Turkey’s deputy prime minister has said only the Syrian government is in possession of the type of chemical weapons the opposition claims were used in the attack. Turkey’s foreign minister said “all red lines” have been crossed by the Assad regime.

But Iran has rejected the claims that its ally, President Bashar Assad, had deployed chemical weapons, saying the rebels would be responsible, if such an attack had really taken place.

“If the information concerning the use of chemical weapons is accurate, very definitely they were used by terrorist groups… who have shown they will not hold back from committing any crime,” Iran’s foreign minister Mohammad Javad Zarif said to the IRNA news, referring to the rebels.

British Foreign Secretary William Hague urged international supporters of the Syrian regime to “wake up to … its murderous and barbaric nature” ahead of the UN meeting, Sky News reported.

But Russia, the traditional supporter of the Assad regime, suggested the attack could be a “premeditated provocation” by opposition forces.

Officials from Russia and China are reported to have blocked a stronger press statement supported by Britain, France, the US and others, Sky News reported.

Earlier, Mr Hague said that if verified, the attack “would mark a shocking escalation in the use of chemical weapons in Syria”.

He added: “Those who order the use of chemical weapons, and those who use them, should be in no doubt that we will work in every way we can to hold them to account.”

UN Chemical Weapons Inspectors Arrive in Syria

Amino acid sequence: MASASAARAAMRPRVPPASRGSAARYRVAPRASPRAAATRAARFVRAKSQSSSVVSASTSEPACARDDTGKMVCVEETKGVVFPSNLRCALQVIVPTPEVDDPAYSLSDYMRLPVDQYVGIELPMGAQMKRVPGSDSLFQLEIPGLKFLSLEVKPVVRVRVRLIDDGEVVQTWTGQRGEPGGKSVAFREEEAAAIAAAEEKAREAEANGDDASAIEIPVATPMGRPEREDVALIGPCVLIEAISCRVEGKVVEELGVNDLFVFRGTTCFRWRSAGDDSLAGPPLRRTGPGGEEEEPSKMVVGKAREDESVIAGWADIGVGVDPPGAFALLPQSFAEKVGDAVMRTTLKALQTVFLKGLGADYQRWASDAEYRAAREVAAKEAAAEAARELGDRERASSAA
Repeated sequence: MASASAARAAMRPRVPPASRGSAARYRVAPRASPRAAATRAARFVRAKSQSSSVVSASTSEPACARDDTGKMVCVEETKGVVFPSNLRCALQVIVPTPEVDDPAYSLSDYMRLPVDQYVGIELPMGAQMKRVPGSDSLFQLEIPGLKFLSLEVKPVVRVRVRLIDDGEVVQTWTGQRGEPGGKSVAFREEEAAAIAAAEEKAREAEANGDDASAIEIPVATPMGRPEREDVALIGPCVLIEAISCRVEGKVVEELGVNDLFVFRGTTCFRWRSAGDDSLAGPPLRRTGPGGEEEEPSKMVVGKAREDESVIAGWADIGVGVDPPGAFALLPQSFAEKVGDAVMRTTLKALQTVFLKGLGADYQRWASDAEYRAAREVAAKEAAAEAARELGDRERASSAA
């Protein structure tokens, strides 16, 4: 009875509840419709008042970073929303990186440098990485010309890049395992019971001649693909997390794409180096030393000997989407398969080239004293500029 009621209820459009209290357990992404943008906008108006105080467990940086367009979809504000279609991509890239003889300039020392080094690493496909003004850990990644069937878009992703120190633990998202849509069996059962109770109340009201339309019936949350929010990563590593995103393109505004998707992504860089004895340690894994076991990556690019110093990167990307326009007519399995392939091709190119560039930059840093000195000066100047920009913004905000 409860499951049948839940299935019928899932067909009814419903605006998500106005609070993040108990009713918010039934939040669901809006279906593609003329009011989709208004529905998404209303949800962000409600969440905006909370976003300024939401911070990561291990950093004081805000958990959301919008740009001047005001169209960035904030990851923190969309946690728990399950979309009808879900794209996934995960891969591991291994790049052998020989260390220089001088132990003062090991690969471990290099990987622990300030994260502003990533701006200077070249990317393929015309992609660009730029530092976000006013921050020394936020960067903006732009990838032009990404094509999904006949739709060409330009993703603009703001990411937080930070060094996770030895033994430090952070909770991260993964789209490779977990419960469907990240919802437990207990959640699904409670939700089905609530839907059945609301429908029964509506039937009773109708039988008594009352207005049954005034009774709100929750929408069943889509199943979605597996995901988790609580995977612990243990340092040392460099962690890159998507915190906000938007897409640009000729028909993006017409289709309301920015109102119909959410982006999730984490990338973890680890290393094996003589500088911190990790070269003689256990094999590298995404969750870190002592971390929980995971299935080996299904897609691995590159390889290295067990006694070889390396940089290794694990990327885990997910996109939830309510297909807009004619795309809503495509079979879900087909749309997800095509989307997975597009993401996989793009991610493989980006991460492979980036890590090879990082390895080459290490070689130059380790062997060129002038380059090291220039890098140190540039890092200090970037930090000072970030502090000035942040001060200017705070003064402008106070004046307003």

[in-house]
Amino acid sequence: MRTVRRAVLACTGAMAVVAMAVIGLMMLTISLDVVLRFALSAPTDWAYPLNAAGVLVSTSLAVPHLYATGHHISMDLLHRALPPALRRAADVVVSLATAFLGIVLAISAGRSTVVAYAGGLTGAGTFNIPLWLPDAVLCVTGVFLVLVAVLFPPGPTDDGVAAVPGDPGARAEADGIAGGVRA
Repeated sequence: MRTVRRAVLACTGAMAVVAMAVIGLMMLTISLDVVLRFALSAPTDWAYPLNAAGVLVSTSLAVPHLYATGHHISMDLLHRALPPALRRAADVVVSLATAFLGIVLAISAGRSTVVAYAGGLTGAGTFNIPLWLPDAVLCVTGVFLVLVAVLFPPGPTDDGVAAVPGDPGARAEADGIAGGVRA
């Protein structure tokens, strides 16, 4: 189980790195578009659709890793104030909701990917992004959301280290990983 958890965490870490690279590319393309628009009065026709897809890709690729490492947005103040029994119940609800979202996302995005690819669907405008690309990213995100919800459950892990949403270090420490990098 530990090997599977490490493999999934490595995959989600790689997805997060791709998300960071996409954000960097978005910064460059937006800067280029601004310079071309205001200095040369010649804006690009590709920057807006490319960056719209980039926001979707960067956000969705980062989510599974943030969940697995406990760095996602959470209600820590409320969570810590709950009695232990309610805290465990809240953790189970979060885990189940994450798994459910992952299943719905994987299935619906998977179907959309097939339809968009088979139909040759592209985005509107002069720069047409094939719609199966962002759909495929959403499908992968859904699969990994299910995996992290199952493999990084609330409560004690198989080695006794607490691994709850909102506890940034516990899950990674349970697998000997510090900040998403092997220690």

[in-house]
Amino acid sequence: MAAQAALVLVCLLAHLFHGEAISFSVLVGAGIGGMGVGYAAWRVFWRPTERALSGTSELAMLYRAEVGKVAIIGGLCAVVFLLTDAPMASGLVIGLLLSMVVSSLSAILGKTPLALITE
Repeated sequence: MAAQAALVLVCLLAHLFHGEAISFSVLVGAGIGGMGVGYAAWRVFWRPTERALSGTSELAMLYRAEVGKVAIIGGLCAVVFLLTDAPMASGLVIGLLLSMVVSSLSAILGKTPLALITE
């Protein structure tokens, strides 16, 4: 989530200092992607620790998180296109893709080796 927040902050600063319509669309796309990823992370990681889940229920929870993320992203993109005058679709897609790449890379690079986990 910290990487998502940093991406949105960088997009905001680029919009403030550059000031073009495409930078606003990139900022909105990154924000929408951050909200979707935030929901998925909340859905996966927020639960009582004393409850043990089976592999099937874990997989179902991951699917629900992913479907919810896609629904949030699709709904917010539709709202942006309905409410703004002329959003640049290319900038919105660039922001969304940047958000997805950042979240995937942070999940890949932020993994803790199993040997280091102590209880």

Monday, August 19th, 2013

UN inspectors tasked with investigating the alleged use of chemical weapons in Syria arrived there on Sunday, Xinhu reported.

The 20-member UN delegation, led by Swedish expert Ake Sellstrom, will begin their two-week mission today.

The Syrian government and the opposition have accused each other of using chemical weapons in an attack on Khan al-Asal town on March 19 that killed at least 25 people and injured 130 others, and both sides are denying responsibility.

The UN fact-finding mission, set up in March at the request of the Syrian government, will investigate the use of chemical weapons at the town of Khan al-Asal, outside Aleppo, and in two other sites.

The locations of two other incidents have not been publicized for security reasons. The UN investigation team’s mandate is to report on whether chemical weapons were used, and to specify what kind of chemical weapons was used. But they are not asked to determine the responsible party.

The Troubling Timing of Obama’s Syria Epiphany

Tuesday, June 18th, 2013

Originally published at The American Thinker.

Last August, President Obama declared that the Syrian regime’s use of chemical weapons was a “red line.” About four months later, Al Jazeera released unconfirmed reports that a gas attack killed seven civilians in a rebel-held neighborhood of Homs. Last April, the UK, France, and Israel each claimed that there was evidence that the Syrian government had used chemical weapons in Aleppo, Homs, and/or Damascus. By April 25th, the U.S intelligence assessment was that the Assad regime had likely used sarin gas, but President Obama dodged his red line by announcing that a thorough investigation was still needed (as if the Syrian government would ever allow one). Meanwhile, reports from foreign intelligence agencies and journalists continued to corroborate the use of chemical weapons by the Assad regime. So why did Obama’s requirement of a thorough investigation to confirm the crossing of his red line suddenly vanish last Friday?

Viewed through the lens of domestic politics, Obama’s Syria epiphany looks conveniently timed to deflect attention from an ever-swelling wave of scandals: Benghazi-gate, IRS-gate, AP/Fox-gate, and now NSA-gate and State Department prostitution-gate. As the film Wag The Dog highlights, international crises are great at diverting attention from domestic scandals.